Contributions from John Rentoul, David Lammy and othersby Prospect Team / October 16, 2018 / Leave a comment
Don’t give up on Twitter
Rafael Behr’s article (“How Twitter poisoned politics,” October) was in many respects a model of civil persuasion. I have long tended to the view that all Twitter has done is allow the expression of views that would in the past have been restricted to pub conversations.
However, it becomes harder to resist the conclusion that airing fringe views gives them greater currency. Behr is right that social media has coarsened the public debate, as abusive commenters have moved from below the line on news websites to Twitter. The impact on Westminster is certainly disproportionate to the number of Twitter accounts in use.
Even so, Behr gives too much weight to scare stories. There is no evidence that automated accounts or Russian troublemakers have influenced British politics. And he gives too little weight to what is still wonderful about Twitter: the speed with which we can find expertise in any subject; and the way we can discover valuable new voices.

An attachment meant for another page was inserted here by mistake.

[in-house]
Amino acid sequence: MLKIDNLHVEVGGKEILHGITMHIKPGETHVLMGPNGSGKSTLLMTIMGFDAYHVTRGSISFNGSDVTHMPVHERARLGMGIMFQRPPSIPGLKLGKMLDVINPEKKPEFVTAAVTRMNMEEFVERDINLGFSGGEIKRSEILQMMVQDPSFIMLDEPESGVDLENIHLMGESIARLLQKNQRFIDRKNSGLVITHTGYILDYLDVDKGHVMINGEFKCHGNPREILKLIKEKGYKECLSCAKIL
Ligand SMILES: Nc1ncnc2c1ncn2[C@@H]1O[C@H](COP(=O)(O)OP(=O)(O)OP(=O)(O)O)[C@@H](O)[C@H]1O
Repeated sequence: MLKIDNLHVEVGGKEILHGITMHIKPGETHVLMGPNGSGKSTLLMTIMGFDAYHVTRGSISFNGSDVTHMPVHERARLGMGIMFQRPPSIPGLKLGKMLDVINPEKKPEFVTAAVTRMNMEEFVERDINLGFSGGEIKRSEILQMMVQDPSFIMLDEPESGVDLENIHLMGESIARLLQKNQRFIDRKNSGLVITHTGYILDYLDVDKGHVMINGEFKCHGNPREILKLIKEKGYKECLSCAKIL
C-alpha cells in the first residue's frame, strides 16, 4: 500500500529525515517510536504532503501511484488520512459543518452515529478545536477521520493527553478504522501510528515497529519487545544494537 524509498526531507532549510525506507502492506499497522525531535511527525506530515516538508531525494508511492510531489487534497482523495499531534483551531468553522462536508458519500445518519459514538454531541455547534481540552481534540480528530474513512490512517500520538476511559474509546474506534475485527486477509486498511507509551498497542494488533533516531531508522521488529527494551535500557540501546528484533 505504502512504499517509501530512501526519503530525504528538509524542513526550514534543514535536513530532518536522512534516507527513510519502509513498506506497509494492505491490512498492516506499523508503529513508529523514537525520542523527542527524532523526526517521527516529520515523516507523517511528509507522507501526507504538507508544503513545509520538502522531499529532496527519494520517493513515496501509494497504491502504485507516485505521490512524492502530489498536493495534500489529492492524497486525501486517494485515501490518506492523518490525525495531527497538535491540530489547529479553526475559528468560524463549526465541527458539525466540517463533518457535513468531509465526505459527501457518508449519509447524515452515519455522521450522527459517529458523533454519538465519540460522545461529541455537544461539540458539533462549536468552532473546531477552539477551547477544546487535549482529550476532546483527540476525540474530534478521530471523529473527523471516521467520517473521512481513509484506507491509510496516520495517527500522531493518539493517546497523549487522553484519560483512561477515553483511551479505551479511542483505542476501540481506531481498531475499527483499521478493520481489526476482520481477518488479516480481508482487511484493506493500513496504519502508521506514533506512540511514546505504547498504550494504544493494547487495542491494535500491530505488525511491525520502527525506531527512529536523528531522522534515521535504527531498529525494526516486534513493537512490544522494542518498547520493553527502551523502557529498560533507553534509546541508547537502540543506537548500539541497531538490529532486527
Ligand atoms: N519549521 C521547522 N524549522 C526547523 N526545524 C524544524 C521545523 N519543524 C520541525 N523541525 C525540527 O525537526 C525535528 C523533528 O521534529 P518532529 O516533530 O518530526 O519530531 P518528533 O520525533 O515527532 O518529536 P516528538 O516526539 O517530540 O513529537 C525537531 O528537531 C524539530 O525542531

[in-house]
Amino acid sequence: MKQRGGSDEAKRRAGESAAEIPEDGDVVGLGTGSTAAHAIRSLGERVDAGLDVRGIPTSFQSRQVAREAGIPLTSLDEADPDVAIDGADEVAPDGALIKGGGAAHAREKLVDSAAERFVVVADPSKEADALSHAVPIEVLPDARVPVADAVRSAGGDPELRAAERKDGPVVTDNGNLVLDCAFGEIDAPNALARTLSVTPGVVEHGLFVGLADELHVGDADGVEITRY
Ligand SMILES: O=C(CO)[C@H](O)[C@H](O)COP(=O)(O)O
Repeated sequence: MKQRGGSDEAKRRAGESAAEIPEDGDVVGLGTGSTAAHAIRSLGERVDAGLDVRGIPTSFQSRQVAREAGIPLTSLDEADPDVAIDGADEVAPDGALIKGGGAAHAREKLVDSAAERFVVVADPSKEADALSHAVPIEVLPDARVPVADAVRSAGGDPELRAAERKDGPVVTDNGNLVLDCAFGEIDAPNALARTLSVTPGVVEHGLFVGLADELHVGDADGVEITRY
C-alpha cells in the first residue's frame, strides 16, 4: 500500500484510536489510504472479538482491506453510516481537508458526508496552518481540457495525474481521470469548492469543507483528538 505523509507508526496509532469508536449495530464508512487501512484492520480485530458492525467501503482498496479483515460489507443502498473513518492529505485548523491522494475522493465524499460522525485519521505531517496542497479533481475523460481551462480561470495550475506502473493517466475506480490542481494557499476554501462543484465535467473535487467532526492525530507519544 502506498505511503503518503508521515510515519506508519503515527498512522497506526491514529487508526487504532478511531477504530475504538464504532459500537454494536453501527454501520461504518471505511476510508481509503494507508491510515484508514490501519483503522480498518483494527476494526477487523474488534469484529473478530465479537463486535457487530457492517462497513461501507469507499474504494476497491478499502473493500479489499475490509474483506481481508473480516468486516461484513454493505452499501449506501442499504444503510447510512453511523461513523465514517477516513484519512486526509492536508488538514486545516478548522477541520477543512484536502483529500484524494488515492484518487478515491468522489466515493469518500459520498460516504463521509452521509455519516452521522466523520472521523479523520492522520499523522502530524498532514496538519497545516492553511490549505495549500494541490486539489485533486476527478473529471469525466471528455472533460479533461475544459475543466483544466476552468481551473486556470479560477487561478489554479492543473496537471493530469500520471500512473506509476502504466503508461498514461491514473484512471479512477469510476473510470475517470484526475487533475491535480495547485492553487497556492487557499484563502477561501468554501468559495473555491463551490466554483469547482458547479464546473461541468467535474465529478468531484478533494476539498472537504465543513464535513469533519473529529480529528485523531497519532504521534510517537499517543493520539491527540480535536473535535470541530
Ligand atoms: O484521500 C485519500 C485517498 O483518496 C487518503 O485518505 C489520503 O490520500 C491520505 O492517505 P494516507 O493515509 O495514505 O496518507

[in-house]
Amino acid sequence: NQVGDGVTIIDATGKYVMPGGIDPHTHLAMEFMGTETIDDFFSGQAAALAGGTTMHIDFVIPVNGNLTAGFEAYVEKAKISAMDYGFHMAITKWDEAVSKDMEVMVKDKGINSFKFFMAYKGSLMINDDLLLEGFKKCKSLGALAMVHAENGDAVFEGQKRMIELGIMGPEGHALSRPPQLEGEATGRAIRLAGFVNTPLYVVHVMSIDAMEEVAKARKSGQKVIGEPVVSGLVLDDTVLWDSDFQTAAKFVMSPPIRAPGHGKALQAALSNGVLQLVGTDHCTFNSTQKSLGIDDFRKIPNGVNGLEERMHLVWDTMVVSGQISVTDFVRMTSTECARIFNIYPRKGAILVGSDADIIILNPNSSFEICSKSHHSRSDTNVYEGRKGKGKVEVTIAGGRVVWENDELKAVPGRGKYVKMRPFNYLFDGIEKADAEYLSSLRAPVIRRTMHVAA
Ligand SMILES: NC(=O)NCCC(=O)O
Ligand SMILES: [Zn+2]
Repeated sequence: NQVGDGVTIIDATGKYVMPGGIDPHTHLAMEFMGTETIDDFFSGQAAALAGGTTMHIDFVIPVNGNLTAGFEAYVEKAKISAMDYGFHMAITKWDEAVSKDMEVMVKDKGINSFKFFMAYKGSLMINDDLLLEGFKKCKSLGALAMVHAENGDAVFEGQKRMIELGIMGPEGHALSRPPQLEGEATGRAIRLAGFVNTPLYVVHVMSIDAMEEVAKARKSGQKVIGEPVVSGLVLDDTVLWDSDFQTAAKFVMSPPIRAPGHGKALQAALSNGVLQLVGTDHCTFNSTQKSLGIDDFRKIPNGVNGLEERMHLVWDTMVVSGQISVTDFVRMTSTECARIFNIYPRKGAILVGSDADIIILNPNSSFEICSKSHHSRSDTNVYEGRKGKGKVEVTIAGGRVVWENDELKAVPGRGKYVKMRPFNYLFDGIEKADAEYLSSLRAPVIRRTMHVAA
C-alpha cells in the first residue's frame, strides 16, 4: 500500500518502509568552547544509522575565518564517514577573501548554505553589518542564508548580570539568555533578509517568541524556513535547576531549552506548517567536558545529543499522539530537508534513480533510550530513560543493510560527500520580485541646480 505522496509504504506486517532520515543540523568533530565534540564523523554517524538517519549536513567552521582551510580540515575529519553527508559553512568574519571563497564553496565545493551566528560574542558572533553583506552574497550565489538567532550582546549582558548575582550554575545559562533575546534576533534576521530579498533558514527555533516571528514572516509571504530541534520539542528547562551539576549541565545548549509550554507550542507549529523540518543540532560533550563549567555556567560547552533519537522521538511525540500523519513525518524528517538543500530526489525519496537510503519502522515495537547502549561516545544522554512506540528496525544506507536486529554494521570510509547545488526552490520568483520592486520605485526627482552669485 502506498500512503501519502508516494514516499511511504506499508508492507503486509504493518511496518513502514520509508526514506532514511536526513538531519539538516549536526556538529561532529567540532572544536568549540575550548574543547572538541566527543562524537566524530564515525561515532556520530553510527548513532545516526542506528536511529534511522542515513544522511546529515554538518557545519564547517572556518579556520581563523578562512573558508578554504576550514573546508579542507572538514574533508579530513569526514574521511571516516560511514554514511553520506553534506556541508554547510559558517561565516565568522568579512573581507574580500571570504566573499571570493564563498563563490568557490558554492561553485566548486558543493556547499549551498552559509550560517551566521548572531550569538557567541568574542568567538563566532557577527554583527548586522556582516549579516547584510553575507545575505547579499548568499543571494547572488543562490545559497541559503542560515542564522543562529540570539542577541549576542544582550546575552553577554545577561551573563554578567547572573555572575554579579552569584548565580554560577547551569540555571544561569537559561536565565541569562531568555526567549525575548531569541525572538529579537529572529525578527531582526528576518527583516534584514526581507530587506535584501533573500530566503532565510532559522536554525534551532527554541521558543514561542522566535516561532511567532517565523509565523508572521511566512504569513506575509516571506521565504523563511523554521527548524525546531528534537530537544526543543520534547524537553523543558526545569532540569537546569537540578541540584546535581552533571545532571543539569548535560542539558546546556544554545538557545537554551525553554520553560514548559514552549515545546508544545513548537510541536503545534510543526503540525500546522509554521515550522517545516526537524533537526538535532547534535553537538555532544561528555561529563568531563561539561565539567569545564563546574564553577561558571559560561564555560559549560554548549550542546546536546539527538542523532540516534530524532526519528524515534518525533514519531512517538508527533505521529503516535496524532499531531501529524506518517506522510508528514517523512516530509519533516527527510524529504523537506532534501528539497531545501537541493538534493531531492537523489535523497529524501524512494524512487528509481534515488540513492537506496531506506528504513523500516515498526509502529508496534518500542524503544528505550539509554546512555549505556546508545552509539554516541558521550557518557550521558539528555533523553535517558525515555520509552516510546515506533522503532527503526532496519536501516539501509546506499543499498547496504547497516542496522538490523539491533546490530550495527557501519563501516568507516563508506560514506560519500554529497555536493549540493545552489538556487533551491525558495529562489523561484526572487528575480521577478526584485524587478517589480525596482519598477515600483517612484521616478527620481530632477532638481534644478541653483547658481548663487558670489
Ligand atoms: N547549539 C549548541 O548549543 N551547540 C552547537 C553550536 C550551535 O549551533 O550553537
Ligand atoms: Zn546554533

My view is that we will get used to using it—and whatever communications technology comes next.
John Rentoul, Chief Political Commentator, the Independent
If Oxford changes
Alan Rusbridger’s piece about Oxford’s intake (“If Oxford shrugs,” October) was poignant. The problem boils down to the pace of change, and whether Oxbridge has the right outreach strategy.
There are individuals—and colleges—doing a lot to change things. Cambridge’s recent announce- ment of a foundation year is encouraging. But there is more to do.
It may be that a change of strategy is in order. In the US, money and privilege can buy a place at a top institution. But the Ivy League, aside from being more racially di- verse than Oxbridge, also attracts more white working-class students through a generous grants system.
Over here, the London bor- oughs of Barnet and Richmond collectively send more young people to Oxbridge than Manchester, Sheffield and Leeds combined. Often, Oxbridge says, “these kids don’t apply.” But they should be actively approaching talented young people from deprived backgrounds and saying, “if you study here, you can come for free.”
David Lammy, Labour MP for Tottenham
Brexit blame game
There’s a degree of optimism surrounding Sue Cameron’s article on Whitehall and Brexit (“Chequers-mate,” October) that notwithstanding “politicians’ failure to agree on what they want” civil servants could yet “have converted [Whitehall’s] darkest hour into its finest.”…